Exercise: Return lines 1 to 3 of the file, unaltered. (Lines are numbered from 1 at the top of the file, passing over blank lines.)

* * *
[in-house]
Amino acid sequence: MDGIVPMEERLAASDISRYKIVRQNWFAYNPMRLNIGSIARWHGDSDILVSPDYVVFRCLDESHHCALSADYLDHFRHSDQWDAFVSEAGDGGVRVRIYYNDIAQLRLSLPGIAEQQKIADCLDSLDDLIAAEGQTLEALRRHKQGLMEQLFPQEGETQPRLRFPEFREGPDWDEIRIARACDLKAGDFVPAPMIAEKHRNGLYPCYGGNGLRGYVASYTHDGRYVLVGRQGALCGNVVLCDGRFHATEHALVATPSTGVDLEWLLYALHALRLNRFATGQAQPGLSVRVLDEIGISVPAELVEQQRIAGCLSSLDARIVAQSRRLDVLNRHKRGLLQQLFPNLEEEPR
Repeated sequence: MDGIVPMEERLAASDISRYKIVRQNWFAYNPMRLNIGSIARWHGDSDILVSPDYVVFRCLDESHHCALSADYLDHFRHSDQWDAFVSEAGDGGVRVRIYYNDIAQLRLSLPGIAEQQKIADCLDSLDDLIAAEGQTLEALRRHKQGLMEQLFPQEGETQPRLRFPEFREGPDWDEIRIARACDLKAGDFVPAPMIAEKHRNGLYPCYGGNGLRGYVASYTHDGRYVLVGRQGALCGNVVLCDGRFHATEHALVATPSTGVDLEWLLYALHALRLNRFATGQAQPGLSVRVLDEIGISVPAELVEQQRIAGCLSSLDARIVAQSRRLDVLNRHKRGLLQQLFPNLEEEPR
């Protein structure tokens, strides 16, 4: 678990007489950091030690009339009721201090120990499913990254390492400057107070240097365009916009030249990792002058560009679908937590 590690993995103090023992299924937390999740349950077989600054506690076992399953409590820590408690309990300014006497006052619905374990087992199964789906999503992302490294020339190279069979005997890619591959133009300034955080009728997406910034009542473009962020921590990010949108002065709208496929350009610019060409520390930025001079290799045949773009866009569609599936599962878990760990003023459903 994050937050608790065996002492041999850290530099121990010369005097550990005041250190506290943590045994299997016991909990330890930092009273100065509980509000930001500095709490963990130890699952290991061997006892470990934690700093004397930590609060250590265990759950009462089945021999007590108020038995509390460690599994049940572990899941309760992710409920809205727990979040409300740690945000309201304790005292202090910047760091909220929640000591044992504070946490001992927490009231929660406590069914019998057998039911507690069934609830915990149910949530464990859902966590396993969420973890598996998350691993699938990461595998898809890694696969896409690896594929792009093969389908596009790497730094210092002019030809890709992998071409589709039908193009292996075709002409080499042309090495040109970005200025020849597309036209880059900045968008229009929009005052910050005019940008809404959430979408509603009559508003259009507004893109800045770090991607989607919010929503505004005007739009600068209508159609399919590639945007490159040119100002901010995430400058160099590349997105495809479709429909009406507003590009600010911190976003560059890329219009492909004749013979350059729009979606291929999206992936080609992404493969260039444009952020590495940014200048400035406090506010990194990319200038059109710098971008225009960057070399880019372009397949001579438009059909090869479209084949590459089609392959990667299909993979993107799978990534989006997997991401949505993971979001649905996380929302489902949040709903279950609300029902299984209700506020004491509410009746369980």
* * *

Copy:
[in-house]
Amino acid sequence: MDGIVPMEERLAASDISRYKIVRQNWFAYNPMRLNIGSIARWHGDSDILVSPDYVVFRCLDESHHCALSADYLDHFRHSDQWDAFVSEAGDGGVRVRIYYNDIAQLRLSLPGIAEQQKIADCLDSLDDLIAAEGQTLEALRRHKQGLMEQLFPQEGETQPRLRFPEFREGPDWDEIRIARACDLKAGDFVPAPMIAEKHRNGLYPCYGGNGLRGYVASYTHDGRYVLVGRQGALCGNVVLCDGRFHATEHALVATPSTGVDLEWLLYALHALRLNRFATGQAQPGLSVRVLDEIGISVPAELVEQQRIAGCLSSLDARIVAQSRRLDVLNRHKRGLLQQLFPNLEEEPR
Repeated sequence: MDGIVPMEERLAASDISRYKIVRQNWFAYNPMRLNIGSIARWHGDSDILVSPDYVVFRCLDESHHCALSADYLDHFRHSDQWDAFVSEAGDGGVRVRIYYNDIAQLRLSLPGIAEQQKIADCLDSLDDLIAAEGQTLEALRRHKQGLMEQLFPQEGETQPRLRFPEFREGPDWDEIRIARACDLKAGDFVPAPMIAEKHRNGLYPCYGGNGLRGYVASYTHDGRYVLVGRQGALCGNVVLCDGRFHATEHALVATPSTGVDLEWLLYALHALRLNRFATGQAQPGLSVRVLDEIGISVPAELVEQQRIAGCLSSLDARIVAQSRRLDVLNRHKRGLLQQLFPNLEEEPR